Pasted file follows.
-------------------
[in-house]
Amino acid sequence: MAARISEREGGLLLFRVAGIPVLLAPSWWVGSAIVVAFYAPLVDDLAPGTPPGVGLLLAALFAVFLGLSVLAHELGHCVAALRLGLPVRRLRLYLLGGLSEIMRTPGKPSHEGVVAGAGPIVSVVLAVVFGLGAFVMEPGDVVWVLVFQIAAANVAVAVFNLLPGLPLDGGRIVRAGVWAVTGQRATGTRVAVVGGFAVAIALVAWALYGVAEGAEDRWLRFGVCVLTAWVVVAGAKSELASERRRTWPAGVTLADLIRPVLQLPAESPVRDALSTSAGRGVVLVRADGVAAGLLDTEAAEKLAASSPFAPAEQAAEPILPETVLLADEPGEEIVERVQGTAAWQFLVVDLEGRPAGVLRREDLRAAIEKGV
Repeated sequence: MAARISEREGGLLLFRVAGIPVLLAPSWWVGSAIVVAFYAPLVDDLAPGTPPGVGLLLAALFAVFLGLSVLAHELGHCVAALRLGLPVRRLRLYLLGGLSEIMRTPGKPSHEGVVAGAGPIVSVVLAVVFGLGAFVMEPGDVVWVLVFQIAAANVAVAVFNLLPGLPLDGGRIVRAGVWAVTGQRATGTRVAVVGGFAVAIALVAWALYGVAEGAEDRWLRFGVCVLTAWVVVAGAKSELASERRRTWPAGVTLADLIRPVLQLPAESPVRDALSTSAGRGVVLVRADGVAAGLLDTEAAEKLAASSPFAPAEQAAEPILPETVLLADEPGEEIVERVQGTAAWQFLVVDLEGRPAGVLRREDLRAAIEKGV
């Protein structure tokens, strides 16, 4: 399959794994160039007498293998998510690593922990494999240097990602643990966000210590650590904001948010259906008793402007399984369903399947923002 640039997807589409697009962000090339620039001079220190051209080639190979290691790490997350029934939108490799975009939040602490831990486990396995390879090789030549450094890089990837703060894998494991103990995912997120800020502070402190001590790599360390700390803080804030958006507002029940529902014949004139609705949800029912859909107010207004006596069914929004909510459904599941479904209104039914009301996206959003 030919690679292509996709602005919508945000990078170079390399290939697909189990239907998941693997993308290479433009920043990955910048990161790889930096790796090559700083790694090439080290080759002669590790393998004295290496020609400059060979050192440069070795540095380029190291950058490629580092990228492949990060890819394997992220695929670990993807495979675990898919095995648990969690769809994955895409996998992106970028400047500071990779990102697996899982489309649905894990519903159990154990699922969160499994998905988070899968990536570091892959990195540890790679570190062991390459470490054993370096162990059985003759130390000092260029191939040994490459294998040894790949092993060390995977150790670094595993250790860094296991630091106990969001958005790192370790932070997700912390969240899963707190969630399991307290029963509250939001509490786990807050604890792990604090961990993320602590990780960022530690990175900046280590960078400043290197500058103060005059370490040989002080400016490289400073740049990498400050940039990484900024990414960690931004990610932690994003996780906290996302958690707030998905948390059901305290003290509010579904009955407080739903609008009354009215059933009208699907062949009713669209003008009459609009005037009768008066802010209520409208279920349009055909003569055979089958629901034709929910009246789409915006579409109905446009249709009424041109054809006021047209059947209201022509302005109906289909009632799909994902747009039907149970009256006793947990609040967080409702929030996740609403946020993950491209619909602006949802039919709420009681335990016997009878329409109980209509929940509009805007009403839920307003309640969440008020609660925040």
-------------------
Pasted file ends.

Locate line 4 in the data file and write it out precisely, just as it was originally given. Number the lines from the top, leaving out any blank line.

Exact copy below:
């Protein structure tokens, strides 16, 4: 399959794994160039007498293998998510690593922990494999240097990602643990966000210590650590904001948010259906008793402007399984369903399947923002 640039997807589409697009962000090339620039001079220190051209080639190979290691790490997350029934939108490799975009939040602490831990486990396995390879090789030549450094890089990837703060894998494991103990995912997120800020502070402190001590790599360390700390803080804030958006507002029940529902014949004139609705949800029912859909107010207004006596069914929004909510459904599941479904209104039914009301996206959003 030919690679292509996709602005919508945000990078170079390399290939697909189990239907998941693997993308290479433009920043990955910048990161790889930096790796090559700083790694090439080290080759002669590790393998004295290496020609400059060979050192440069070795540095380029190291950058490629580092990228492949990060890819394997992220695929670990993807495979675990898919095995648990969690769809994955895409996998992106970028400047500071990779990102697996899982489309649905894990519903159990154990699922969160499994998905988070899968990536570091892959990195540890790679570190062991390459470490054993370096162990059985003759130390000092260029191939040994490459294998040894790949092993060390995977150790670094595993250790860094296991630091106990969001958005790192370790932070997700912390969240899963707190969630399991307290029963509250939001509490786990807050604890792990604090961990993320602590990780960022530690990175900046280590960078400043290197500058103060005059370490040989002080400016490289400073740049990498400050940039990484900024990414960690931004990610932690994003996780906290996302958690707030998905948390059901305290003290509010579904009955407080739903609008009354009215059933009208699907062949009713669209003008009459609009005037009768008066802010209520409208279920349009055909003569055979089958629901034709929910009246789409915006579409109905446009249709009424041109054809006021047209059947209201022509302005109906289909009632799909994902747009039907149970009256006793947990609040967080409702929030996740609403946020993950491209619909602006949802039919709420009681335990016997009878329409109980209509929940509009805007009403839920307003309640969440008020609660925040």